Factor in the UK property market slowdown, and it means some UK citizens wanting to beat the Brexit deadline and retire to Portugal are finding it hard to sell their houses, even though the Portuguese housing market has recovered.

Increased urgency rather than demand

Christina Hippisley, general manager at the Portuguese Chamber of Commerce in the UK, says: “Post-Brexit we have noticed a growing demand from the British public for more information about the Portuguese Non-Habitual ­Resident regime, which is very attractive to those planning to retire to Portugal or restructure their business.”

The Portuguese Chamber of Commerce in the UK has been organising ‘Moving to Portugal’ seminars in London, the next one taking place at the Pestana Chelsea Bridge Hotel on June 26.

“We have held four seminars so far since November 2016 and we have been able to examine the British buyer profile in the UK since we had a lot of interested potential buyers in one room ­together at these events.

“What we noticed was that the desire to move to Portugal was always there, but Brexit has galvanized them into ­action. These were mostly buyers who already had Portugal in their sights. I would not say that demand has increa­sed over the past 12 months; what has changed is the sense of urgency with just 12 months to go to Brexit, plus the NHR regime benefits have sunk in.”

Christina Hippisley explains that the UK buyer profile in Portugal has not changed. “Seventy-five percent of the seminar attendees are aged 55+ and are looking for a second home or a house for their retirement, whereas the UK buyer profile in France, where property can be cheaper, is broader, with families and professionals as well as the over 50s looking to buy. The Algarve generally ­appeals to the 55+ demographic.

“If potential UK buyers move now, the European Health Insurance Card (EHIC) still works for them, plus they can access excellent private health, just as they could in the UK, and we can ­reassure them of that, but there is ­urgency,” she says, adding that the chamber has a specific seminar on the ­Portuguese healthcare system.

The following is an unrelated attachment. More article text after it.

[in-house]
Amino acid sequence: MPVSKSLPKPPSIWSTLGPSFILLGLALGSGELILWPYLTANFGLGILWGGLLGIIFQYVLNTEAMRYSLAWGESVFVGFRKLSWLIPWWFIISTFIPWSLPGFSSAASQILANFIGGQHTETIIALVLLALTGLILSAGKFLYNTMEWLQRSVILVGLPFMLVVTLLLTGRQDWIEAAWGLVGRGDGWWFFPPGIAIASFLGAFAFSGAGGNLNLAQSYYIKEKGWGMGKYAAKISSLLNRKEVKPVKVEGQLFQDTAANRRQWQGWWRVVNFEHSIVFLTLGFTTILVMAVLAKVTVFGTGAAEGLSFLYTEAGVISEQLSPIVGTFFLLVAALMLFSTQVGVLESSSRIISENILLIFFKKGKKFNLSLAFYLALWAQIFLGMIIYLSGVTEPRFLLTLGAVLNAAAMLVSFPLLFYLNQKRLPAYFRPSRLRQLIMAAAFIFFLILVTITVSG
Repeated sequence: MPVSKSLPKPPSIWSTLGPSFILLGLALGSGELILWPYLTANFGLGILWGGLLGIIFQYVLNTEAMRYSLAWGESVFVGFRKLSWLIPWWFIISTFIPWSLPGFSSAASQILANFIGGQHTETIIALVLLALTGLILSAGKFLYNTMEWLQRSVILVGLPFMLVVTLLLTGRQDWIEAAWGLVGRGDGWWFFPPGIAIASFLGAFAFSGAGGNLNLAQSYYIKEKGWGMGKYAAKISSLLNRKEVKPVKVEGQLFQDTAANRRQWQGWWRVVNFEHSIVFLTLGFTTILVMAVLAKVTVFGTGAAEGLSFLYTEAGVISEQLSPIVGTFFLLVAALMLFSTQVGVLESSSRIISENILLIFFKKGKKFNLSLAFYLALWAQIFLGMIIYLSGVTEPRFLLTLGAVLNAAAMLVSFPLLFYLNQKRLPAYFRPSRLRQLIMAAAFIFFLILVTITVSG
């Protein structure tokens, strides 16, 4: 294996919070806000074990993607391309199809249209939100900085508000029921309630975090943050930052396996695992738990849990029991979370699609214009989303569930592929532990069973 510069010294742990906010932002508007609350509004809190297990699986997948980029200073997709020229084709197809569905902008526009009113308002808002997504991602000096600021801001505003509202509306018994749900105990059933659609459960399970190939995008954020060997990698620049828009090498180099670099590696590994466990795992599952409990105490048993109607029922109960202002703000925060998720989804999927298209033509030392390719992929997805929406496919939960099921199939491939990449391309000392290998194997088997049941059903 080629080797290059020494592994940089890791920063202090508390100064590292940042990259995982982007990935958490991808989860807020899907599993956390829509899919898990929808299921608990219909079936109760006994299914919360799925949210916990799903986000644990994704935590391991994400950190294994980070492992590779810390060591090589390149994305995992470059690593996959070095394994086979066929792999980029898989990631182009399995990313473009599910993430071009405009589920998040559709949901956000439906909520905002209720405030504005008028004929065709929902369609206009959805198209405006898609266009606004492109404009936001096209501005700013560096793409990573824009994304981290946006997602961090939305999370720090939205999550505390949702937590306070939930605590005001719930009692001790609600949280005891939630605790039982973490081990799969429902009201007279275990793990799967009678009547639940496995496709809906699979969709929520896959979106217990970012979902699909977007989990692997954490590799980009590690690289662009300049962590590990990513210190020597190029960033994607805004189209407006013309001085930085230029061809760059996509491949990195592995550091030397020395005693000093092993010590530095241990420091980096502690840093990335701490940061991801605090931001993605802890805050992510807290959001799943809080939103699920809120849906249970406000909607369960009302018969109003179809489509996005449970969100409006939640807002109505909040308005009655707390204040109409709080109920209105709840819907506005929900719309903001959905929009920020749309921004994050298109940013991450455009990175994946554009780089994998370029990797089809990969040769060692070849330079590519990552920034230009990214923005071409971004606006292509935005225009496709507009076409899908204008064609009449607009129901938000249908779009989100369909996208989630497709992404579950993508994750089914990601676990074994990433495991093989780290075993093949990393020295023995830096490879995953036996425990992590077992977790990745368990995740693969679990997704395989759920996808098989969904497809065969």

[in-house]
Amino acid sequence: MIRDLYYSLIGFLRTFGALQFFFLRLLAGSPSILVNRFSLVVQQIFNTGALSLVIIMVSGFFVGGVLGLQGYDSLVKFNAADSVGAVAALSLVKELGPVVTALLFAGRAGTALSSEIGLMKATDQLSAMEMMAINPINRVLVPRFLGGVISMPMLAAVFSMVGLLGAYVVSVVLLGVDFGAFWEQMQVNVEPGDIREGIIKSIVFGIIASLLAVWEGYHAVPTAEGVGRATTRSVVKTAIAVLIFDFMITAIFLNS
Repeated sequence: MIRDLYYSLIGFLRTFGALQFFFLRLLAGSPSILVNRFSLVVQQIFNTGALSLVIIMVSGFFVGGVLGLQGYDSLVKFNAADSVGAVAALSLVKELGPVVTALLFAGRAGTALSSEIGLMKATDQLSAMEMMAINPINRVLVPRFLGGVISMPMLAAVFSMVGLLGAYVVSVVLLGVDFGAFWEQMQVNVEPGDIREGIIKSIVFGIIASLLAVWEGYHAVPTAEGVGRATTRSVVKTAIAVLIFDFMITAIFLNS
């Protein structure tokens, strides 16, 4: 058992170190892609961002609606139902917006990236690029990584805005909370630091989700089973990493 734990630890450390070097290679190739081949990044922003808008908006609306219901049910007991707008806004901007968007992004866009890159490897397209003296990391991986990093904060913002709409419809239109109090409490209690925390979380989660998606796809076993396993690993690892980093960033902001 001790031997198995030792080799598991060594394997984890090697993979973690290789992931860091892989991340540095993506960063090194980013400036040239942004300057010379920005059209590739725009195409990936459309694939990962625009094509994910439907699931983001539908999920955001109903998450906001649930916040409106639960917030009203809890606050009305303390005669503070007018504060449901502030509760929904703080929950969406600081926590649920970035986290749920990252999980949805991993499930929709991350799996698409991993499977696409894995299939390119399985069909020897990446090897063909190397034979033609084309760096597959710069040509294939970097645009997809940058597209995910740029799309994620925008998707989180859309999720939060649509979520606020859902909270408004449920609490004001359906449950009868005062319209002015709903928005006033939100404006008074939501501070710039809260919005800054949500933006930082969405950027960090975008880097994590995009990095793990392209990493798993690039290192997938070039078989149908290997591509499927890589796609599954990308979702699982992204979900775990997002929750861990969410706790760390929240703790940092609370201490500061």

Luís Lima, the president of the ­Portuguese Association of Estate Agents and Property Professionals (APEMIP), says there is no reason to worry. “I think there won’t be great difficulties. Perhaps more bureaucracy, but nothing that would really make life difficult for UK citizens wanting to live in Portugal. The British are a traditional market regarding foreign investment in Portugal, particularly in the Algarve, and investment there has not swung wildly, remaining pretty constant over the years.

“The British are the foreigners who most buy property in Portugal. In 2017, they represented 11% of total foreign property investment and I don’t think this is likely to change since the pound is still stronger than the euro and Portugal is relatively good value for money given British purchasing power.”

The Portuguese Chamber of Commerce states that, between 2008 and 2012, the UK market “went dead” ­because of the economic crisis and “demand went way down” but began picking up again from 2014 to 2015 and has now recovered from pre-recession numbers.

“Before 2008, the UK was the largest group of foreign buyers in Portugal. ­Although there is increased demand from other nationalities now, such as from the French, UK buyer demand has remained the same at around 5,000 per annum; around the same number seen 10 years ago,” Christina Hippisley adds.

Gavin Scott, a partner in the Algarve from London-based financial and tax advisors Blevins Franks, which specialises in the UK expat market and has offices in Cascais and Almancil in the Algarve, says: “We’re not seeing a rush to buy and move in Portugal, but the numbers of people seeking advice are coming out of the woodwork; so much so we’ve had to take on three employees in our head ­office in London just to filter requests  for information.

“We’ve also seen at seminars run by the Portuguese Chamber of Commerce in London that whereas before people showed an interest in moving to Portugal, now it seems they are fully intending to move and there’s a sense of urgency.  I would say there is more a surge of ­interest from those racing to beat the Brexit deadline.”

Christina Hippisley concludes: “Demand will continue, there will be a constant stream of buyers from the UK, especially as the 50+ demographic ­expands with the baby boomer generation nearing retirement.”